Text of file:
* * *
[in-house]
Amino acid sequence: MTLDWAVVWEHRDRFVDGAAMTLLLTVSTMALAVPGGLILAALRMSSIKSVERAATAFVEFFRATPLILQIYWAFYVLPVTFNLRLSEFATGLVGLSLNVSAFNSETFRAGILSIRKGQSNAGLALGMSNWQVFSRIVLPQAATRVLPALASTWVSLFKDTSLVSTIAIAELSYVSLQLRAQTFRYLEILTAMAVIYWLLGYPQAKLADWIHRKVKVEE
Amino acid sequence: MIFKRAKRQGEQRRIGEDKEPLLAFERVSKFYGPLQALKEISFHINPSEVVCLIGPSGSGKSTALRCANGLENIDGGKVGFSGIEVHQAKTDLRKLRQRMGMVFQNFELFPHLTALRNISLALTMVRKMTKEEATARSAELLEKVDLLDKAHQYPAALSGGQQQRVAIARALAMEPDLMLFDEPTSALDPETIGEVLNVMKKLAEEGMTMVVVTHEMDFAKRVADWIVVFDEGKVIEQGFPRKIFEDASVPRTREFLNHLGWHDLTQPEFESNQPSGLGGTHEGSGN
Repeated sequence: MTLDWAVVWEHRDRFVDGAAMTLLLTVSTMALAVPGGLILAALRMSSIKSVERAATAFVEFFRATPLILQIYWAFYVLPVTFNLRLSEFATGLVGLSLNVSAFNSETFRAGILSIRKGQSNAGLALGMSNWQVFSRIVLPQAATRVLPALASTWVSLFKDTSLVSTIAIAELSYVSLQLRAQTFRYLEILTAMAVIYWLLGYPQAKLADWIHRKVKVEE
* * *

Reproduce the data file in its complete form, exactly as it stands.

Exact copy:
[in-house]
Amino acid sequence: MTLDWAVVWEHRDRFVDGAAMTLLLTVSTMALAVPGGLILAALRMSSIKSVERAATAFVEFFRATPLILQIYWAFYVLPVTFNLRLSEFATGLVGLSLNVSAFNSETFRAGILSIRKGQSNAGLALGMSNWQVFSRIVLPQAATRVLPALASTWVSLFKDTSLVSTIAIAELSYVSLQLRAQTFRYLEILTAMAVIYWLLGYPQAKLADWIHRKVKVEE
Amino acid sequence: MIFKRAKRQGEQRRIGEDKEPLLAFERVSKFYGPLQALKEISFHINPSEVVCLIGPSGSGKSTALRCANGLENIDGGKVGFSGIEVHQAKTDLRKLRQRMGMVFQNFELFPHLTALRNISLALTMVRKMTKEEATARSAELLEKVDLLDKAHQYPAALSGGQQQRVAIARALAMEPDLMLFDEPTSALDPETIGEVLNVMKKLAEEGMTMVVVTHEMDFAKRVADWIVVFDEGKVIEQGFPRKIFEDASVPRTREFLNHLGWHDLTQPEFESNQPSGLGGTHEGSGN
Repeated sequence: MTLDWAVVWEHRDRFVDGAAMTLLLTVSTMALAVPGGLILAALRMSSIKSVERAATAFVEFFRATPLILQIYWAFYVLPVTFNLRLSEFATGLVGLSLNVSAFNSETFRAGILSIRKGQSNAGLALGMSNWQVFSRIVLPQAATRVLPALASTWVSLFKDTSLVSTIAIAELSYVSLQLRAQTFRYLEILTAMAVIYWLLGYPQAKLADWIHRKVKVEE